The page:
Can the city of Bend replace bus service by subsidizing ride-hailing services like Uber and Lyft?
That’s a question a new lab at Oregon State University-Cascades will try to figure out this year. The mobility lab received $50,000 from the city and $25,000 from St. Charles Bend this month to test on-demand transit services around OSU-Cascades and Central Oregon Community College, where a bus route was eliminated earlier this year.
That cash would pay for a four- to six-month pilot program, though details won’t be set until after OSU-Cascades picks a contractor.
Passengers would likely pay fees of $1 to $5. Rides could be free in the first month, or when multiple passengers ride together. Students, older adults and riders with disabilities could see lower fares.
Casey Bergh, transportation manager at OSU-Cascades and director of the university’s mobility lab, told the Bend City Council a goal of the program is to pool riders to cut down on the number of single trips.
“When the vehicle is going from OSU-Cascades to COCC, if a student living in that neighborhood also wants to go to COCC, the vehicle could divert within that route as needed to pull those routes together,” he said.
The program will run in the area formerly served by Route 12, a Cascades East Transit bus that served NorthWest Crossing, OSU-Cascades and COCC until June 30. The route had only 7,636 riders — about 21 a day — during the budget year that ended June 30, and the city saved $150,000 per year when it agreed to eliminate the route.
Uber and Lyft rides within the area cost $12 or less, which is about half the cost per ride on the discontinued bus, according to the city.
Both ride-hailing services have supplemented public transportation in other cities. Uber offered discounted rides between five cities in Florida through a pilot project that ended in July. The cities, including Altamonte Springs, paid 20 percent of the cost of rides.
Frank Martz, city manager of Altamonte Springs, said the cities are looking at ways to continue the program. It succeeded in getting government out of private industries’ way, he said.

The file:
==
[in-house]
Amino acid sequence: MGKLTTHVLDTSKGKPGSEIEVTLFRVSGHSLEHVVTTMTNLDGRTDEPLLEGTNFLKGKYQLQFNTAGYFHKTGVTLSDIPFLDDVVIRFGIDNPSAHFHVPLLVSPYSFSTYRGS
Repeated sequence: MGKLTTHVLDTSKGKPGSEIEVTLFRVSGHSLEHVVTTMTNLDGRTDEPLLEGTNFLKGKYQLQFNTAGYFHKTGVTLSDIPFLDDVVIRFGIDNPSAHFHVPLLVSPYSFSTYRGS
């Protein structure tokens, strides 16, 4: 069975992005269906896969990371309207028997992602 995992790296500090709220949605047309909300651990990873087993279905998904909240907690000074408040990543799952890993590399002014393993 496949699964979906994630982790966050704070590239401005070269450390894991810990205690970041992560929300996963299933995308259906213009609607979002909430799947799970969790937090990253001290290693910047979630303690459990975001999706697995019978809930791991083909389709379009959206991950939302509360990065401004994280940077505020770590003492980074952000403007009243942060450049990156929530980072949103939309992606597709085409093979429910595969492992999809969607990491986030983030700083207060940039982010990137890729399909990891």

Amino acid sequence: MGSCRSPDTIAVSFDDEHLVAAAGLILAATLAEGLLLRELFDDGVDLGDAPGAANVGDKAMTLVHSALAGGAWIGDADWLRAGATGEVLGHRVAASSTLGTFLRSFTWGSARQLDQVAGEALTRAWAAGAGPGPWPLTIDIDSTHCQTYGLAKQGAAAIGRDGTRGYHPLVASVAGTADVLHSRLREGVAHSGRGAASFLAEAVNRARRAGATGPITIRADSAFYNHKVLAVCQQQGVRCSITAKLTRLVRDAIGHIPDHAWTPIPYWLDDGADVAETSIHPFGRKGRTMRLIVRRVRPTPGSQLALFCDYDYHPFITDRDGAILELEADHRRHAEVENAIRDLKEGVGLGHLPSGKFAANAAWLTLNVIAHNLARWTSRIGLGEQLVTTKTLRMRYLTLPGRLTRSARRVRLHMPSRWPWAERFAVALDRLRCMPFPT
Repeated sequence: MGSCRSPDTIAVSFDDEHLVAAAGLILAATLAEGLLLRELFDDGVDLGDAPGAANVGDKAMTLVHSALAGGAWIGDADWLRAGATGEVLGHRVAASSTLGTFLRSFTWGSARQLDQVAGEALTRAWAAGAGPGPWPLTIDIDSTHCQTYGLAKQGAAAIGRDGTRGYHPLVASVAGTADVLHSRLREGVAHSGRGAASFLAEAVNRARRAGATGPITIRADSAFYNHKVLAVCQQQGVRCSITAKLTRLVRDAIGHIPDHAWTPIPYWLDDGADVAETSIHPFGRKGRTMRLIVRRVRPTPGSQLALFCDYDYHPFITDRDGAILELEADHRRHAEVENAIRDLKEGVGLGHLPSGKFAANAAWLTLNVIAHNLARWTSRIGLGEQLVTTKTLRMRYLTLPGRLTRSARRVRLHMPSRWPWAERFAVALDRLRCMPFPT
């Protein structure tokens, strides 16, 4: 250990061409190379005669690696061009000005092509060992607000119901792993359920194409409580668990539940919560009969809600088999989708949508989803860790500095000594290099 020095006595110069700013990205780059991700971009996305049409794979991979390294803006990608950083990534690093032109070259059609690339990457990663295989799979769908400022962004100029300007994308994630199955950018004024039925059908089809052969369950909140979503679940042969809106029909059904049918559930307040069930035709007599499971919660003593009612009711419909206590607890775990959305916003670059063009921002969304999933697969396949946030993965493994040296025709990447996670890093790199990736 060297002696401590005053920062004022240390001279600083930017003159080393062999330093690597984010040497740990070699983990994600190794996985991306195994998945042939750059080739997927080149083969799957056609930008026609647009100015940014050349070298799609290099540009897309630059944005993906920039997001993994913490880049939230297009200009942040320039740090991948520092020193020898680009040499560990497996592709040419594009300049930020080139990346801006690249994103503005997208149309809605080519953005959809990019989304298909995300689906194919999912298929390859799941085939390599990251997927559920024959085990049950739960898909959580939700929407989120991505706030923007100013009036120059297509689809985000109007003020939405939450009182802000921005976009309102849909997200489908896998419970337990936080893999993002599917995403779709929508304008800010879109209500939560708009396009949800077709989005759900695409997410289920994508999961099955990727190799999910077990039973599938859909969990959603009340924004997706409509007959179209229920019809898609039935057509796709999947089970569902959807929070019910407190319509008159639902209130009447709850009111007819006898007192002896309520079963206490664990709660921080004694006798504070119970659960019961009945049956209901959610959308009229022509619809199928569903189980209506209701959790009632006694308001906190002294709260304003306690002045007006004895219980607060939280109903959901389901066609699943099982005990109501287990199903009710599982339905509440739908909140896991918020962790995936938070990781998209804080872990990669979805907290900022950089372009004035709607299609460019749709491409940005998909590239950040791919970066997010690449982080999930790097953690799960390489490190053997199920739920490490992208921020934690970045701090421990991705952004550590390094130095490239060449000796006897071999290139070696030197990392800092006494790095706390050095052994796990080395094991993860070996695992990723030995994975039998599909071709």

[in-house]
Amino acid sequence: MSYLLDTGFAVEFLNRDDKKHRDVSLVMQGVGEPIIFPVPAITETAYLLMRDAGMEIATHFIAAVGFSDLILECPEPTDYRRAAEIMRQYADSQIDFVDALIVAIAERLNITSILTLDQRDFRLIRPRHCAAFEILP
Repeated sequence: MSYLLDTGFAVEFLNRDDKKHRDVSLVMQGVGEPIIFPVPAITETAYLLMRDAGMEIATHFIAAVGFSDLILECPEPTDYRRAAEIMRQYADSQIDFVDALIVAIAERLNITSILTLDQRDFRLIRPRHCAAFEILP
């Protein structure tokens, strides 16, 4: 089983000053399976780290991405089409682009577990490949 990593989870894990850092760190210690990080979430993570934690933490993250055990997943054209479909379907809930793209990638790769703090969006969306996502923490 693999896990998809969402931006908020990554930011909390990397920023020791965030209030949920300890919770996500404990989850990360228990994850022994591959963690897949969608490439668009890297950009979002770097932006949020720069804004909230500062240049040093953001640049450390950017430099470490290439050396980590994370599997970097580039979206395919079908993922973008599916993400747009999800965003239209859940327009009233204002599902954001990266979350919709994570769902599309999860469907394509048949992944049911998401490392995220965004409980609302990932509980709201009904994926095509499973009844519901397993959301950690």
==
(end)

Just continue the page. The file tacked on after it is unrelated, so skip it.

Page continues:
Lyft, meanwhile, partnered earlier this year with the suburban city of Monrovia, California, to provide transit services. Riders who use the city’s promotional code can pay $0.50 for a ride with the chance of stopping to pick up one or more additional passengers, or pay $3 for a ride with no additional stops.
The ride-hailing service also provides on-demand services for some riders with disabilities in southern Nevada and free or discounted trips to and from trains and bus stations in several cities across the country.
Along with ride-hailing services, OSU-Cascades will consider local transportation providers.
Some companies own a fleet of vehicles, but ride-hailing services like Uber and Lyft rely on drivers to use their own cars. That means there’s no guarantee the pilot program will have vehicles capable of transporting wheelchair users or other riders with disabilities.
Cascades East Transit has long provided Dial-A-Ride to people with disabilities, but the services are limited, city Councilor Barb Campbell said. Riders have to reserve rides 24 hours in advance. Drivers give 30-minute windows for their arrival, and the service only runs during business hours.
“There are people who refer to this service like it is just some wonderful gift that we are providing,” Campbell said. “This is a system that allows people to have some interaction with the world, but it is so limited.”
Campbell, the lone councilor to vote against the ride-hailing pilot program, said she liked the concept but couldn’t support it without a requirement on the contractor to provide accessible transportation and treat employees and riders fairly.
She was specifically concerned about Uber, which allows drivers and passengers to rate each other. Drivers can be fired or suspended if they have an average rating of 4.5 or less out of 5, and passengers may have trouble getting rides if their ratings are too low.
“When a business is allowed to rate customers, it’s a really effective, sneaky way to discriminate,” Campbell said.
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